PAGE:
Living in One’s Own StoryAuthor:
We are entering a new era of branding, where people want to live vicariously in a story, which attracts them. It is no longer a push environment; it's one of engagement where we get to write our own lives into the stories that mean most to us.
It is the unfathomable effect of stories. They work in silence invisibly in our heads and self. They become part of us while changing the way we think. They have the power subtly when we are asleep to change our consciousness waking us as altered people. As human beings we crave the stories that include us. Stories about who we are, where we come from and what we're about. Their diversity and richness appear like a mosaic in our minds and we love their many different twists.
The fear I have is that the world is heading down the road where one of those stories is taking over from many others. In becoming something we take for granted as reality. A governing pattern that the culture around us begins to obey. It's an invisible framework that can structure our lives cramped by the city and the creation of a single dominant culture.
Single dominant cultures rise and fall through history. In the 16th century culture was dominated by religion and superstition where even Galileo was accused of heresy by the Catholic Church for claiming that the sun and not the earth was at the centre of the solar system. Surprising that 100 years later, the master story was about discoverability of the world through science, machines and mathematics, it had changed completely.
At present the all-pervasive culture is economic in the 21st century. Because of this, our world is being shaped by economic values and assumptions. It dictates how we act in a consumptive and acquisitive world.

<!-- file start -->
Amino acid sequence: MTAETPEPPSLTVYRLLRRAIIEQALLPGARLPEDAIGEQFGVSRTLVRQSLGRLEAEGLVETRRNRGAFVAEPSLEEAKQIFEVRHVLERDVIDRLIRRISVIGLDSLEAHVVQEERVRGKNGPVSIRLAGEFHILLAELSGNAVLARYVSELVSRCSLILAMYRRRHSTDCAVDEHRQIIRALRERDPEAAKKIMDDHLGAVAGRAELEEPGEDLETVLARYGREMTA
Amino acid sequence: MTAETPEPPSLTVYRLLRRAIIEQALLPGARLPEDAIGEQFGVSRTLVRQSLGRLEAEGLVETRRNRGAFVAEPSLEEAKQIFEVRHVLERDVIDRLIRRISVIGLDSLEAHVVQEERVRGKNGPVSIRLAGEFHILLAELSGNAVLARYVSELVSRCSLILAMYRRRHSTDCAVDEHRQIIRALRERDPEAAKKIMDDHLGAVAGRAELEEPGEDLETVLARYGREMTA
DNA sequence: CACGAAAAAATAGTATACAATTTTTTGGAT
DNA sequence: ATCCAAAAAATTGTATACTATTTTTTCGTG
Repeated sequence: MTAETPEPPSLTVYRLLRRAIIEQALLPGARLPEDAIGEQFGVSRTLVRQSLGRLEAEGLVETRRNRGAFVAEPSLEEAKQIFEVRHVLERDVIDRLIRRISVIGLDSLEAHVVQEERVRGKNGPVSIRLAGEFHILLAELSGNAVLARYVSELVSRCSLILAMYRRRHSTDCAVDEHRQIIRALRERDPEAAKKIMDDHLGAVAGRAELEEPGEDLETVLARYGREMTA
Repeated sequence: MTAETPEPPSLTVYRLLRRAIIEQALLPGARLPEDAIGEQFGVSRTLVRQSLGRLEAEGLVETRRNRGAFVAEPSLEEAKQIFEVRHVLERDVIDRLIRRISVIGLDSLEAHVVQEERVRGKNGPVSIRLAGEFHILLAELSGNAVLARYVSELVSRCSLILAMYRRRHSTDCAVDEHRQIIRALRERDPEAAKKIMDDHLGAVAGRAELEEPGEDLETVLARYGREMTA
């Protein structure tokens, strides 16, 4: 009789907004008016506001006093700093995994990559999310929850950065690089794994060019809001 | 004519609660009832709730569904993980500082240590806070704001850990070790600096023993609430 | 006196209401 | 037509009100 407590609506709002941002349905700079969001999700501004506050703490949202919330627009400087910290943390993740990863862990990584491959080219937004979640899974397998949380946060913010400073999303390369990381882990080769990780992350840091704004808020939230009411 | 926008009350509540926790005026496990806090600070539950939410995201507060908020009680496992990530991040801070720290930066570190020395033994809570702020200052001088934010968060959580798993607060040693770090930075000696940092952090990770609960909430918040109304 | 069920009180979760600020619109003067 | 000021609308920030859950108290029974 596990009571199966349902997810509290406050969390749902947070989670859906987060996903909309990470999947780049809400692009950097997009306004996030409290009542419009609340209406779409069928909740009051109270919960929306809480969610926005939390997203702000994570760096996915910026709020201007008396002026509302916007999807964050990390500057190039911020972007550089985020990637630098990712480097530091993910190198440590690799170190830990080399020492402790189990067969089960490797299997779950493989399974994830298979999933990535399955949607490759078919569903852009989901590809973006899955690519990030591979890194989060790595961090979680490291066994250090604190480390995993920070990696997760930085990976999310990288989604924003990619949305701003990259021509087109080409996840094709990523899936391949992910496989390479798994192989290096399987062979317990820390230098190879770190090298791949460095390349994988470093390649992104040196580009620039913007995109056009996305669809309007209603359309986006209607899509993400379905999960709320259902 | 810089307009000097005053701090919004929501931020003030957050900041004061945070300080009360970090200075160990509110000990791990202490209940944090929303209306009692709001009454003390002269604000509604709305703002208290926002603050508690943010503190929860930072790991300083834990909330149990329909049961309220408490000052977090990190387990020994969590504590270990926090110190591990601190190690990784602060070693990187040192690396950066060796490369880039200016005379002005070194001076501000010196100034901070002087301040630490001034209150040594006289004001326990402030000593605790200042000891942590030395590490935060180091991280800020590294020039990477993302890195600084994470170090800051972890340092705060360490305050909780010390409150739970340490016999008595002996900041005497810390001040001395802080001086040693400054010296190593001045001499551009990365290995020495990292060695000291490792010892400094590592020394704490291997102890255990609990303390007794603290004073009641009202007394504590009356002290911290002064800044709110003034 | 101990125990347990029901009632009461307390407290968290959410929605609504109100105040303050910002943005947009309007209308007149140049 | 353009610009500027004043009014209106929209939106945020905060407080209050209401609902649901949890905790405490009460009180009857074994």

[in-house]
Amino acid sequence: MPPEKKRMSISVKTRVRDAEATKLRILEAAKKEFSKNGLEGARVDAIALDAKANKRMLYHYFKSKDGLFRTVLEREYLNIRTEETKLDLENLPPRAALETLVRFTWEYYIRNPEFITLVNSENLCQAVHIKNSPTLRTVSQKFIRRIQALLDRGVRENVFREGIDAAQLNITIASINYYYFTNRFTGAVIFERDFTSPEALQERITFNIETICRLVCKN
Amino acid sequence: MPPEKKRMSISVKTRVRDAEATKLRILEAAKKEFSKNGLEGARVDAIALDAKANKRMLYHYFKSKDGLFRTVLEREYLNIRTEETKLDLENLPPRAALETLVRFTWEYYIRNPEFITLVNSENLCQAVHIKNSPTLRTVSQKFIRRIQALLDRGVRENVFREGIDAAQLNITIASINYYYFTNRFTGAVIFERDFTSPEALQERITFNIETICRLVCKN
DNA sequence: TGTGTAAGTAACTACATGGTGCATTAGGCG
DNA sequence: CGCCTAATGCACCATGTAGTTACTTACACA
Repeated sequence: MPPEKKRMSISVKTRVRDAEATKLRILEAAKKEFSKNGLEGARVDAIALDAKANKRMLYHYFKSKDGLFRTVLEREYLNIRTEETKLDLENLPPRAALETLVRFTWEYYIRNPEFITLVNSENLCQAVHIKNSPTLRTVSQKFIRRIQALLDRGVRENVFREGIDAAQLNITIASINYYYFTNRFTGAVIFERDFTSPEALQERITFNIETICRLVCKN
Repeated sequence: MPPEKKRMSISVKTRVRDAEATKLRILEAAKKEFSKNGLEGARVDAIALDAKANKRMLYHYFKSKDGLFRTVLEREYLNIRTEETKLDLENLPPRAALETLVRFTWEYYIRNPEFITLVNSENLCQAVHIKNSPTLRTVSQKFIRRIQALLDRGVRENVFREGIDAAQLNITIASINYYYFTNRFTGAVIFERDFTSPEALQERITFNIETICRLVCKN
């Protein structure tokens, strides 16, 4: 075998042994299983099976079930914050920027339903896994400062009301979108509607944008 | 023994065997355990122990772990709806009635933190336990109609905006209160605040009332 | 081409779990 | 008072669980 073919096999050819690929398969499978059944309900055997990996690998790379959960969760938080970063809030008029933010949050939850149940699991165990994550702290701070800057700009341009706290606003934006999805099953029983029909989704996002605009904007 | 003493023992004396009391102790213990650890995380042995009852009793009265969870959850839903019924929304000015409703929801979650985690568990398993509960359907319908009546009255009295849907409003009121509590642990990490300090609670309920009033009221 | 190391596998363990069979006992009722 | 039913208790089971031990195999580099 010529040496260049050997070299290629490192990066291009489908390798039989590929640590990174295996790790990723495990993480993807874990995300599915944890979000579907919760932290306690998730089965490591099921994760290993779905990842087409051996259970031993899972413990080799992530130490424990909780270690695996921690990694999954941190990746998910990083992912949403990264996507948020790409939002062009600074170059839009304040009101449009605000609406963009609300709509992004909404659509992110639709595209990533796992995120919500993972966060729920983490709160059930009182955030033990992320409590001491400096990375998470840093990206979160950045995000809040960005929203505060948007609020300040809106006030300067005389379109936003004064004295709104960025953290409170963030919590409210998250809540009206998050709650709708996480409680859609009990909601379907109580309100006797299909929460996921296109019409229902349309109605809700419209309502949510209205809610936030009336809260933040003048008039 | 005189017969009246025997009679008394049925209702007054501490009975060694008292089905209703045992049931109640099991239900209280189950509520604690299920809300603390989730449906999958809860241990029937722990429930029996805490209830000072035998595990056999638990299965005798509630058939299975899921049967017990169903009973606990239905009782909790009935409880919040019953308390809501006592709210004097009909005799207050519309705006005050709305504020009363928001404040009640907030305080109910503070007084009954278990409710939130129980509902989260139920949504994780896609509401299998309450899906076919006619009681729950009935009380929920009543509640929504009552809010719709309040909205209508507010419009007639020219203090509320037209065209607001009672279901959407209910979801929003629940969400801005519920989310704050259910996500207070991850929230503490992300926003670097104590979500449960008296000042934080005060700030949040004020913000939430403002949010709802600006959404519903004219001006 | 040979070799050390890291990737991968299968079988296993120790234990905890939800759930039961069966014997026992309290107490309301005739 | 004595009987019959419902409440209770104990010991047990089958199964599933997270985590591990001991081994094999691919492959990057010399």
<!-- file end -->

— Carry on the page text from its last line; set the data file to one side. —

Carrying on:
Physical infrastructures without an emotional infrastructure to match simply don't work.
My own view is to ask whether the corners can be rounded off. That this planet we inhabit is inextricably linked to our welfare. I'm no tree hugger, but I do believe that the master story needs amendment. We are hell-bent on building the physical in our cities and towns with scant belief in something more spiritual. Physical infrastructures without an emotional infrastructure to match simply don't work. A sense of identity is connected to the place and the nature around us. Like any animal suffering extinction, the less clever ones never made it in their speed to adapt.
There is still a great need to share key beliefs and assumptions about how the world works and what our lives ought to look like. We have a need for a master story, which at present is mostly left unarticulated. Until it has been displaced years later, we stumble on learning its boundaries by trial and error. We somehow come to know how the master story goes, however, no one helps us to define it and understand the rules.
We of course develop a good sense of community, what's expected of us at work and in our families, even if sometimes we choose to depart from these. We usually never ask the question, where these expectations came from in the first place. They just pop up and we find ourselves wishing things were different somehow, though we can't say exactly what we would like to change or how. Living in one's own story as an individual is only possible when we begin to enjoy the stories of others. It’s a tapestry of many colours and not a blanket of one.